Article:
After showing they could adapt nicely to big-league record making with their major-label debut, the 1983 EP Numbers with Wings, the Bongos lost a bit of their footing on the 1985 album Beat Hotel. It was the first time the Bongos had recorded a full album in one go (1982's Drums Along the Hudson was assembled from singles, EPs, and various stray tracks), and the quality of the songwriting isn't especially consistent; for every off-kilter gem like "A Story (Written in the Sky)," "Blow Up," and "Splinters," there's a throw-away like "Space Jungle" and "Totem Pole." The edgy energy that enlivened the big-sounding production on Numbers with Wings is sadly absent on these sessions, and through the deep and spacious sound of Numbers with Wings unexpectedly suited the Bongos, Beat Hotel sounds slick but shallow, with the addition of additional synthesizers and percussion cluttering the melodies without adding much lift, and Richard Barone and Jim Mastro's guitars feeling flat and lacking their usual presence. Numbers with Wings found the Bongos learning how to marry Barone's eccentric melodic and lyrical ideas to a more polished production style and still sound strong, but John Jansen (who engineered Numbers with Wings) doesn't manage the same feat after moving into the producer's chair, and ultimately, Beat Hotel makes a smart and imaginative band come off as facile and a bit silly. Beat Hotel was also the group's final album (they were said to be working on another LP when they called it quits in 1987), which makes the disappointment of the album all the more severe; a band as consistently interesting as the Bongos deserved to go out with something special, but Beat Hotel is the least interesting record they would release.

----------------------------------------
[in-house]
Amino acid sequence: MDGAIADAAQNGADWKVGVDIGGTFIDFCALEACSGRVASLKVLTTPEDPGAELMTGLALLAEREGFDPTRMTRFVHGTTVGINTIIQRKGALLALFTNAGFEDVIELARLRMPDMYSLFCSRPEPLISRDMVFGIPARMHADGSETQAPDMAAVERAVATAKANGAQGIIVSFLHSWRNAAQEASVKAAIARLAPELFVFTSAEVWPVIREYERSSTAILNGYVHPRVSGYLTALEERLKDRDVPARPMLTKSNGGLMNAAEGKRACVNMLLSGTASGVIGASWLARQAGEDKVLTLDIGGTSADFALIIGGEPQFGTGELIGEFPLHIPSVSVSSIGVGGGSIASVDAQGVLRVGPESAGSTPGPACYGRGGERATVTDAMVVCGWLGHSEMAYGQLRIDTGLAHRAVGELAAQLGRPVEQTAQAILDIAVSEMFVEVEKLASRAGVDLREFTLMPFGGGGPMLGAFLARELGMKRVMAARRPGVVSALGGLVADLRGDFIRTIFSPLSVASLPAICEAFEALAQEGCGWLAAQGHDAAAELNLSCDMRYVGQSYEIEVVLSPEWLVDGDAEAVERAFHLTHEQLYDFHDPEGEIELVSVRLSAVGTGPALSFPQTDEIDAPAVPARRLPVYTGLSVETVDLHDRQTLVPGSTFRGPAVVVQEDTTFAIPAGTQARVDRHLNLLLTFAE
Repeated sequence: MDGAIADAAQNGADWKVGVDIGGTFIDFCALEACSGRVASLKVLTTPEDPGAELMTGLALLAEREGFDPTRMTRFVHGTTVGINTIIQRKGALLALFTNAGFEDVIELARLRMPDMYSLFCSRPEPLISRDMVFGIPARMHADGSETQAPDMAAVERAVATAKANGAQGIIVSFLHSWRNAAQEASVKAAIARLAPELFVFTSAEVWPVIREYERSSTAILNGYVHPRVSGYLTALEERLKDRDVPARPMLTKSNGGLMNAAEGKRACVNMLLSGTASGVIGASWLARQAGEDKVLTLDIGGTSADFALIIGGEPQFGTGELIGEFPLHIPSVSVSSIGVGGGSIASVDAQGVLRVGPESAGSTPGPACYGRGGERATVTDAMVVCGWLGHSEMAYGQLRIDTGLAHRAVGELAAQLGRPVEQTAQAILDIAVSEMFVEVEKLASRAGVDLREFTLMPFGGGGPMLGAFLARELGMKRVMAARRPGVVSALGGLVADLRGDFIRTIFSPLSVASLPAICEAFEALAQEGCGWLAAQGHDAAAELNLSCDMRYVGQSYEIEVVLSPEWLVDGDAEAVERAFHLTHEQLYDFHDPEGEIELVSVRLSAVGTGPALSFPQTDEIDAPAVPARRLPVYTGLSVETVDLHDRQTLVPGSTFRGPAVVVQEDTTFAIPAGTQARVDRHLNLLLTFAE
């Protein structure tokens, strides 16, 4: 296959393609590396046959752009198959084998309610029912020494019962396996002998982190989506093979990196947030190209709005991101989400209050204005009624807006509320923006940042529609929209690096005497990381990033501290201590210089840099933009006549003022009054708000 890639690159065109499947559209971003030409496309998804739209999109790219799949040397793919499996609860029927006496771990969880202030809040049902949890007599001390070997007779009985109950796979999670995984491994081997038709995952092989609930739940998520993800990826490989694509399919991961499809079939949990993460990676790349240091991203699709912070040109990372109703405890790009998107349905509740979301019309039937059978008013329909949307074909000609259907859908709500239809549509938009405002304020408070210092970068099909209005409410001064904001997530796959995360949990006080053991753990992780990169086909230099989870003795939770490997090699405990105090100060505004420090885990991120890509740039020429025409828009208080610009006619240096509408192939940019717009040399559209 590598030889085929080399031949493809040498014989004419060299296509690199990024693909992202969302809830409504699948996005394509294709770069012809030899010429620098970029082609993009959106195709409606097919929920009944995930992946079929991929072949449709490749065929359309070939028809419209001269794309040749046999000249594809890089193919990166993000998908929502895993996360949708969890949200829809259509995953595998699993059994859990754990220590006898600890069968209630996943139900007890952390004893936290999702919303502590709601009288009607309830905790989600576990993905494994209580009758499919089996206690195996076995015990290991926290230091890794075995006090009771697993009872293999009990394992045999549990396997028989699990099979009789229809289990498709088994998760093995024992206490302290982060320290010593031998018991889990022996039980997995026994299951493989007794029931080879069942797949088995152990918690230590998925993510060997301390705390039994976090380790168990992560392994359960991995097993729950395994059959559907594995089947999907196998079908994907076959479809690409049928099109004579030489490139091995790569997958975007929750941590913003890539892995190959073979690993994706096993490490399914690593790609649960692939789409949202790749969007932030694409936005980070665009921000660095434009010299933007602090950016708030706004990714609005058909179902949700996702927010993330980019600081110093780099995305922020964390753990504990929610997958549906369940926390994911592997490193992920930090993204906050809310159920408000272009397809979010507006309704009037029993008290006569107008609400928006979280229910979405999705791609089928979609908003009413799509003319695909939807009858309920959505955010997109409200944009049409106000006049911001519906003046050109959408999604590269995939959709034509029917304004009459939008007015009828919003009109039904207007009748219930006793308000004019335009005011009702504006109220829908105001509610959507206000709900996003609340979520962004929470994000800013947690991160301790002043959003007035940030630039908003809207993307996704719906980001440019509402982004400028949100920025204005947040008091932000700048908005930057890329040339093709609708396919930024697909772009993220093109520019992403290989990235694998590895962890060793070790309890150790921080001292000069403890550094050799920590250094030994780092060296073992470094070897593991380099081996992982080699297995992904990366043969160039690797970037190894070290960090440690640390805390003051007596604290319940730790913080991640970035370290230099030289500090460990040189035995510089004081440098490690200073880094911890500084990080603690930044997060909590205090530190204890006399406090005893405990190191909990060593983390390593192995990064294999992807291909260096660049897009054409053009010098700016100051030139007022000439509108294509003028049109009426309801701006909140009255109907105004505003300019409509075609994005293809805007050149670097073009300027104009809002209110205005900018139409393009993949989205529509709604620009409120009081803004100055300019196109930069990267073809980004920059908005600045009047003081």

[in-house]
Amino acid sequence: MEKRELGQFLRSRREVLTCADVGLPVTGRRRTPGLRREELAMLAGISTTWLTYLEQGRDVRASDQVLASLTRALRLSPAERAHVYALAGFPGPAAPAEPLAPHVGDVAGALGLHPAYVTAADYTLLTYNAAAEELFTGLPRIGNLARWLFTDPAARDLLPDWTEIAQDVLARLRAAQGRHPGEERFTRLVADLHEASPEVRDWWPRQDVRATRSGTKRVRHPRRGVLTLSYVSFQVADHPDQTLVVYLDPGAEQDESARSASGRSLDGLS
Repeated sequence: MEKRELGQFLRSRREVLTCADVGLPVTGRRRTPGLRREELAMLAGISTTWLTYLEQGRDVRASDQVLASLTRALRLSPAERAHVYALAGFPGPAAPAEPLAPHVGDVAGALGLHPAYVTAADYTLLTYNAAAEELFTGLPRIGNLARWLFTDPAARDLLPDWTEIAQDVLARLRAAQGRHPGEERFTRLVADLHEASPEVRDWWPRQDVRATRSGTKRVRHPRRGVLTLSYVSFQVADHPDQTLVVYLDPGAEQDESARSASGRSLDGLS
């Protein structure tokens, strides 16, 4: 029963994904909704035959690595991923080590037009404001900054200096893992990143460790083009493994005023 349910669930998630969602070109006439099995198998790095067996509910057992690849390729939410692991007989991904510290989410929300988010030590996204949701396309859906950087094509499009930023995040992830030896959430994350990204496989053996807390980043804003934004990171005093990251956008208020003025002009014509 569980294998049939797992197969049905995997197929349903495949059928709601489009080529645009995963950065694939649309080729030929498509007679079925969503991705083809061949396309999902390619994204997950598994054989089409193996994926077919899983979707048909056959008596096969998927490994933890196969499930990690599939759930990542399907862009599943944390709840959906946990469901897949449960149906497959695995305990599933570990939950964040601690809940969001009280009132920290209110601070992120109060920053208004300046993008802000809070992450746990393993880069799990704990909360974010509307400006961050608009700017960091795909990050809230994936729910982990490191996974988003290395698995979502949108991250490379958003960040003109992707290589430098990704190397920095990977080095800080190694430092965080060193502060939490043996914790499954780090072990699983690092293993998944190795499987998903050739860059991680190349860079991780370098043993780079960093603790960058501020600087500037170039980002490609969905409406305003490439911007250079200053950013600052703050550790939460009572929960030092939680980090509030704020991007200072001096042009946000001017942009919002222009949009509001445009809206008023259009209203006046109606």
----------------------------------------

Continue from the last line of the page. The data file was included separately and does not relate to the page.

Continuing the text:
AllMusic Review by Mark Deming